The Anguis short functions as a drain cleaner and clears hair (and other debris) out of drains. Martinez describes the Peniculus as “a flat broom” that can dust those hard-to-reach areas. It’s outfitted with a microfiber cloth that can be washed after each use. The Tortamque is a reusable electrostatic lint roller inspired by clients who have dog hair all over furniture and other items. Rather than a roller with paper that has to be peeled and thrown away, this version grabs unwanted hair and can then be emptied out much like a vacuum.

Martinez says she hopes to expand into multi-purpose cleaners next, and she’s already created her own paste to clean bathtubs. “As an environmental engineer, I know what is good for the environment and what is good to clean, so I try to strike a balance and use natural products (when we can),” she says.

In focusing on the product development side of her business, Martinez says she’s found a way to stay involved while also raising her infant daughter.

“Amalia is the reason for everything…San Antonio gave us what our country didn’t give us,” she says. “We love it here and we want to grow our business locally and give back to the community and create a legacy for our family.”

Organic Chix, photo by Claire Hogan

Organic Chix

As a mom of three, Catherine Hix wasn’t satisfied with the laundry detergent she found at the store. Between her kids and their family’s two large dogs, she often felt like her fresh laundry came out smelling like it had just been covered up with fake perfumes. At the same time, she was becoming concerned about the number of chemicals in their home and the toll it could take on their health.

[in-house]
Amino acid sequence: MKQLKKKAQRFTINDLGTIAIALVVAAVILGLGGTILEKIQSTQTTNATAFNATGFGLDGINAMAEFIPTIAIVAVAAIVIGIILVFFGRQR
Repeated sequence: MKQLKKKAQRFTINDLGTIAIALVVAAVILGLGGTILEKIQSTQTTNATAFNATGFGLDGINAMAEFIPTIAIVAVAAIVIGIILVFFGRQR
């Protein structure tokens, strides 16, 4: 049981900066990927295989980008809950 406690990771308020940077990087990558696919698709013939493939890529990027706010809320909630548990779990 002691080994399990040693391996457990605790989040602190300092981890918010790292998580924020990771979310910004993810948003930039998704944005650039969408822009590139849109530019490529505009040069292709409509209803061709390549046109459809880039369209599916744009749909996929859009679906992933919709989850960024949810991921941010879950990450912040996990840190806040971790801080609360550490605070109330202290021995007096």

She started Googling about how she might make her own soaps and then began experimenting. After several batches, she came up with a simple recipe that also got out all the dirt and stains in regular laundry. “There was a lot of trial-and-error, and a lot of product poured down the sink before we got it right,” Hix told San Antonio Magazine.

Her mission to lessen the chemical load in her home blossomed from there. She created a surface cleaner, and in 2014, founded Organic Chix so she could share her creations with other families. The business now sells everything from detergents and stain removers to surface and wood cleaners and dish soap. Knowing harsh chemicals extended beyond her regular cleaners, Hix also branched into “healthy living” options that range from hand sanitizing spray to mosquito repellant.

Each product is made with plant-derived ingredients and essential oils.
Hix says even her husband was skeptical her creations could work as well as those typical store-bought cleaners when she first began. After seeing them used in their home, though, he was “100 percent on board.”

Find them at a variety of local stores, or order online for local pickup. Organic Chix is also at Pearl Farmers Market, Gruene Market Days (every third weekend of the month).